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Monroe. White Collar Blue Collar

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Houndog View Drop Down
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    Posted: Jul 03 2013 at 10:55pm
I don't post on here much anymore.
But something I just read on a local real estate website kind of struck me as odd and I just wanted to get the opinion of the other eight people who still post here also. (Just kidding Mr. Beagle)

At any rate, the real estate web site, (company of which will go un-named) stated that the residents of Monroe is made up of a 70% white collar workforce, with the balance of 30% being blue collar.

Now I know I am slow to the up take quite often, but this just strikes me as maybe a bit of marketing arithmetic. Or maybe I just have an antiquated view of what 'Collar' certain jobs fall.

Oh, and just to set the record straight. Blue collars are no longer acceptable, one must wear this childishly offensive version called, High Viz.

Your faithful and too often, too Humble Servant,

Houndog
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Buster View Drop Down
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Post Options Post Options   Thanks (0) Thanks(0)   Quote Buster Quote  Post ReplyReply Direct Link To This Post Posted: Jul 04 2013 at 11:26am

It has to be wrong, you can use statistics to lie about anything.

 

And any country that ties its economy to real estate~  house building & buying knows how to play up statistics.  I would believe it in Mason, but not Monroe. 

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Post Options Post Options   Thanks (0) Thanks(0)   Quote Doc Quote  Post ReplyReply Direct Link To This Post Posted: Jul 04 2013 at 5:35pm
Meh. I've lived all over this great country of ours and I can tell you without reservation that they are all 100% full of horse shiat.
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Post Options Post Options   Thanks (0) Thanks(0)   Quote FL_girl Quote  Post ReplyReply Direct Link To This Post Posted: Jul 07 2013 at 6:41pm
I have looked at several websites and I felt awful, being that I'm the "blue collar" portion of Monroe. I work hard for a living. Apparently, I'm also the 30% who makes less than 50,000 a year.
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Post Options Post Options   Thanks (0) Thanks(0)   Quote Matt_Steele Quote  Post ReplyReply Direct Link To This Post Posted: Jul 08 2013 at 11:18am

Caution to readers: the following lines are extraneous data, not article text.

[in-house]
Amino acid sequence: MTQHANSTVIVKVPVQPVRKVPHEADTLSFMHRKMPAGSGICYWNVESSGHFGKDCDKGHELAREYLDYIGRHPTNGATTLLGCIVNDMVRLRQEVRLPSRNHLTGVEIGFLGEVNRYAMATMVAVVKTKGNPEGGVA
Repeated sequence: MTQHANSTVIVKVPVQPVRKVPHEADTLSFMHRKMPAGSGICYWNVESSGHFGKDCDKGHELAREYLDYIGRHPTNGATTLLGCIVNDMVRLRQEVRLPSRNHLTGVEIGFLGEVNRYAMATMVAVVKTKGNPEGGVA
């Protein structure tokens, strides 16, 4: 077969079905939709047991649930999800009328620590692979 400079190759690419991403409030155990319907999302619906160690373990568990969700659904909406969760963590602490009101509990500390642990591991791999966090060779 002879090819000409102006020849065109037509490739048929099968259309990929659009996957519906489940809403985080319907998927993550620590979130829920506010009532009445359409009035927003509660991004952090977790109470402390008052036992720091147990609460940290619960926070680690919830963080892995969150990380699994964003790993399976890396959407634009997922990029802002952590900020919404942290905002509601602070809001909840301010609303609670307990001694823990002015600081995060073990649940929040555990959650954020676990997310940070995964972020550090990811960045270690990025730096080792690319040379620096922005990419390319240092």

I'm interested in seeing their methodology (for example: Are they only counting residents who live AND work in Monroe and not those that commute to say Middletown or elsewhere). I don't normally trust statistics from websites that have a primary motive in the outcome of said statistics (ie: oil drilling companies claims about impact and vice versa). 

However thinking about it, that's a good question. Monroe has certainly grown a lot in the past 10-20 years and the job environment is a lot different too. What is the percentage now? 
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Post Options Post Options   Thanks (1) Thanks(1)   Quote John Beagle Quote  Post ReplyReply Direct Link To This Post Posted: Jul 08 2013 at 11:28am
Originally posted by FL_girl FL_girl wrote:

I have looked at several websites and I felt awful, being that I'm the "blue collar" portion of Monroe. I work hard for a living. Apparently, I'm also the 30% who makes less than 50,000 a year.

Being white or blue collar isn't defined by income. There are plenty of blue collar workers making much more than $50k per year. 

From Wiki:

Blue-collar work may involve skilled or unskilled,manufacturingminingconstructionmechanicalmaintenance, technical installation and many other types of physical work. Often something is physically being built or maintained.

In contrast, the white-collar worker typically performs work in an office environment and may involve sitting at a computer or desk. A third type of work is a service worker (pink collar) whose labor is related to customer interaction, entertainment, sales or other service oriented work. Many occupations blend blue, white and/or pink (service) industry categorizations.